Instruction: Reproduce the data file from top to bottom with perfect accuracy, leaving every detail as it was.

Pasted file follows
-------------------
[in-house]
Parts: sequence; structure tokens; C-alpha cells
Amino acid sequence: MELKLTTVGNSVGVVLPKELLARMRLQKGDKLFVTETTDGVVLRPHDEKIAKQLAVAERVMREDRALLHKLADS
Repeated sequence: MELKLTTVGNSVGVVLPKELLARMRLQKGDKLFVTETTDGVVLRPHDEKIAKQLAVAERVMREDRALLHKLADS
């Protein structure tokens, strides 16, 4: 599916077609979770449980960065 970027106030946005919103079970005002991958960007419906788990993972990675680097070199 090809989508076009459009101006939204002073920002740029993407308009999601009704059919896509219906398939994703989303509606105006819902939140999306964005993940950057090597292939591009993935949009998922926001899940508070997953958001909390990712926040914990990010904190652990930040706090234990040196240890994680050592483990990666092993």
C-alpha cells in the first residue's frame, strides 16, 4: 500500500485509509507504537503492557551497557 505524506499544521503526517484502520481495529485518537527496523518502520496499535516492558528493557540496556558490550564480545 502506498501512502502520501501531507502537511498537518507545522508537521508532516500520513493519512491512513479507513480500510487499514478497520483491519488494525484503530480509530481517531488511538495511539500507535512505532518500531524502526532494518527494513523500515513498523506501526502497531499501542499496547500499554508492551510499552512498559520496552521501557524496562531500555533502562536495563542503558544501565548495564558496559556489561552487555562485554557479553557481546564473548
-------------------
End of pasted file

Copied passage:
[in-house]
Parts: sequence; structure tokens; C-alpha cells
Amino acid sequence: MELKLTTVGNSVGVVLPKELLARMRLQKGDKLFVTETTDGVVLRPHDEKIAKQLAVAERVMREDRALLHKLADS
Repeated sequence: MELKLTTVGNSVGVVLPKELLARMRLQKGDKLFVTETTDGVVLRPHDEKIAKQLAVAERVMREDRALLHKLADS
């Protein structure tokens, strides 16, 4: 599916077609979770449980960065 970027106030946005919103079970005002991958960007419906788990993972990675680097070199 090809989508076009459009101006939204002073920002740029993407308009999601009704059919896509219906398939994703989303509606105006819902939140999306964005993940950057090597292939591009993935949009998922926001899940508070997953958001909390990712926040914990990010904190652990930040706090234990040196240890994680050592483990990666092993």
C-alpha cells in the first residue's frame, strides 16, 4: 500500500485509509507504537503492557551497557 505524506499544521503526517484502520481495529485518537527496523518502520496499535516492558528493557540496556558490550564480545 502506498501512502502520501501531507502537511498537518507545522508537521508532516500520513493519512491512513479507513480500510487499514478497520483491519488494525484503530480509530481517531488511538495511539500507535512505532518500531524502526532494518527494513523500515513498523506501526502497531499501542499496547500499554508492551510499552512498559520496552521501557524496562531500555533502562536495563542503558544501565548495564558496559556489561552487555562485554557479553557481546564473548